Thursday, December 18, 2014

The Crucified God by JÜrgen Moltmann #3

51yqieBgJzL._AA160_The three final chapters of the The Crucified God, are “three systematic chapters which will develop the consequences of this theology of the crucified Christ for the concept of God (Chapter 6), for anthropology (Chapter 7) and for a critical theory of church and society (Chapter 8). These chapters are basically applications of the previous ones to theology, psychology and politics/culture.

Chapter 6 asks the question, how do we form a concept of God “which seeks to understand ‘the godforsakenness of Jesus’ on the cross.” Do we really begin and base our theology on the cross? The center of theology must be the “resurrection of the crucified Christ.” The cross involves the entire Trinity.

‘On the cross, God stretched out his hands to embrace the ends of the earth,’ said Cyril of Jerusalem. This is a symbolic expression. He invites the whole earth to understand his suffering and his hopes in the outstretched arms of the crucified Jesus and therefore in God. ‘O blessed tree on which God was outstretched.’ This symbol is an invitation to understand the Christ hanging on the cross as the ‘outstretched’ God of the Trinity. 207

In the next section of the chapter Moltmann follows Luther’s understanding of the cross as “as God’s protest against the misuse of his name for the purpose of a religious consummation of human wisdom, human works and the Christian imperialism of medieval ecclesiastical society. It is a protest for the freedom of faith. (208) We don’t understand mainly through dry, speculative theology but through how he has supremely revealed himself in the cross.

To know God in the cross of Christ is a crucifying form of knowledge, because it shatters everything to which a man can hold and on which he can build, both his works and his knowledge of reality, and precisely in so doing sets him free. 212.

The cross is ‘set up in the cosmos to establish the unstable’, we read in the apocryphal Acts of Andrew. There is a truth here: it is set up in the cosmos in order to give future to that which is passing away, firmness to that which is unsteady, openness to that which is fixed, hope to the hopeless, and in this way to gather all that is and all that is no more into the new creation. 219

The theist who does make the cross is not the center of theology becomes “brother to the atheist.” A God who does not suffer with his world and is unaffected by it is not the God of the cross or scripture.

A God who cannot suffer is poorer than any man. For a God who is incapable of suffering is a being who cannot be involved. Suffering and injustice do not affect him. And because he is so completely insensitive, he cannot be affected or shaken by anything. He cannot weep, for he has no tears. But the one who cannot suffer cannot love either. So he is also a loveless being. 222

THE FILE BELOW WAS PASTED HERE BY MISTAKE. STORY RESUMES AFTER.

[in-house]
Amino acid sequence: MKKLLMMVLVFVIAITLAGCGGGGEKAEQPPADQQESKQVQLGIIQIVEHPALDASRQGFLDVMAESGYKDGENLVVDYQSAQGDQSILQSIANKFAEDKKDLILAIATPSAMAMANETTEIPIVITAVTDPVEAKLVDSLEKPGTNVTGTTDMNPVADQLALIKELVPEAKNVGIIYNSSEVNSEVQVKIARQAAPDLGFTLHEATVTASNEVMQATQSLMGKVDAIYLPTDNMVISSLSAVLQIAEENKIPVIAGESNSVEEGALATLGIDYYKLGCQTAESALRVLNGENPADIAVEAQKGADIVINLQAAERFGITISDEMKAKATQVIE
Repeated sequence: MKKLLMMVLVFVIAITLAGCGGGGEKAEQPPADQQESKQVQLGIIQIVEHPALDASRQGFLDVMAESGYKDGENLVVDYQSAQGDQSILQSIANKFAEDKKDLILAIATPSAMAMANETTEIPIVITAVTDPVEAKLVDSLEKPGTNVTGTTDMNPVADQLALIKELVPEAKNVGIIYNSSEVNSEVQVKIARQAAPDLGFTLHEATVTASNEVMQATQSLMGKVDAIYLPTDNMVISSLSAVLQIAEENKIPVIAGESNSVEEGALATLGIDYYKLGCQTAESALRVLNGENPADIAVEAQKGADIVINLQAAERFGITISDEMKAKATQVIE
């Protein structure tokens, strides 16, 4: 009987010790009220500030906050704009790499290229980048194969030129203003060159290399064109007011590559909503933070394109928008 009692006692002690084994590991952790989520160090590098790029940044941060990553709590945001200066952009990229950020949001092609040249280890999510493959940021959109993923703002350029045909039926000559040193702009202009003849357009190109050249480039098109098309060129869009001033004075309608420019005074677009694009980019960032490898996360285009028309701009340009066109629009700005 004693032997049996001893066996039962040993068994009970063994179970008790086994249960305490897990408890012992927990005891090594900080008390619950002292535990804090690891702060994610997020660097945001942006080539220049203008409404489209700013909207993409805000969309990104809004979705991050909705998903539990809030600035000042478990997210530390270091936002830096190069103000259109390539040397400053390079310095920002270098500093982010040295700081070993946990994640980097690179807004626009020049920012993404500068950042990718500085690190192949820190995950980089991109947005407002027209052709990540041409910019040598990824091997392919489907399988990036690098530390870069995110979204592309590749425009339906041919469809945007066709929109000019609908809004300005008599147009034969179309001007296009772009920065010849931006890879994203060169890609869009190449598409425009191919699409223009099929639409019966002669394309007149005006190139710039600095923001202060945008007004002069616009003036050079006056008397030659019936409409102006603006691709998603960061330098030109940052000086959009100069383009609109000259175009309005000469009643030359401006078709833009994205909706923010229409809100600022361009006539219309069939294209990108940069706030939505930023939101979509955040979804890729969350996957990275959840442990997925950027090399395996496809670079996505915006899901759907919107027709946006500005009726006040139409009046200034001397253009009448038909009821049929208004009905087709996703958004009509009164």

God himself loves and suffers the death of Christ in his love. He is no ‘cold heavenly power’, nor does he ‘tread his way over corpses’, but is known as the human God in the crucified Son of Man. 227

It is only when theology is centered in the cross, that one can make sense of the incarnation and the two natures of Christ.

So if we are to speak seriously of salvation in fellowship with God, we must go beyond the general distinctions between God and the world, or God and man, and penetrate the special relationships between God and the world and God and man in the history of Christ...God became man that dehumanized men might become true men. We become true men in the community of the incarnate, the suffering and loving, the human God. 231

We also need to center theology in the cross for a proper understanding of the Trinity. “The shortest expression of the Trinity is the divine act of the cross, in which the Father allows the Son to sacrifice himself through the Spirit. (241)

What Jesus commanded in the Sermon on the Mount as love of one’s enemy has taken place on the cross through Jesus’ dying and the grief of the Father in the power of the spirit, for the godless and the loveless. 248.

A start from the cross helps us to see God, not as just a unity, but as a Trinitarian, relational being who can love.

With a trinitarian theology of the cross faith escapes the dispute between and the alternative of theism and atheism: God is not only other-worldly but also this-worldly; he is not only God, but also man; he is not only rule, authority and law but the event of suffering, liberating love. Conversely, the death of the Son is not the ‘death of God’, but the beginning of that God event in which the life-giving spirit of love emerges from the death of the Son and the grief of the Father. 252.

Then the call to obey and serve God becomes a call to love and be loved.

If Christian belief thinks in trinitarian terms, it says that forsaken men are already taken up by Christ’s forsakenness into the divine history and that we ‘live in God’, because we participate in the eschatological life of God by virtue of the death of Christ. God is, God is in us, God suffers in us, where love suffers. We participate in the trinitarian process of God’s history. Just as we participate actively and passively in the suffering of God, so too we will participate in the joy of God wherever we love and pray and hope. 255.

If the relationship with God, Christ and us is only functional – we just need Christ to be perfected and have eternal life – then Jesus becomes superfluous in the final kingdom. But if the purpose is eternal relationship within the relationships of the Trinity it has eternal value.

The goal of the consummation does not lie in the dissolution by Christ of his rule so that it is taken up into the rule of God, but in the consummation of the obedience of the Son and thus in the consummation of the brotherhood of believers. 266.

And we participate in eternal relationship and experience of the Trinity and with each other.

God does not become a religion, so that man participates in him by corresponding religious thoughts and feelings. God does not become a law, so that man participates in him through obedience to a law. God does not become an ideal, so that man achieves community with him through constant striving. He humbles himself and takes upon himself the eternal death of the godless and the godforsaken, so that all the godless and the godforsaken can experience communion with him. Jürgen Moltmann, The Crucified God, 276.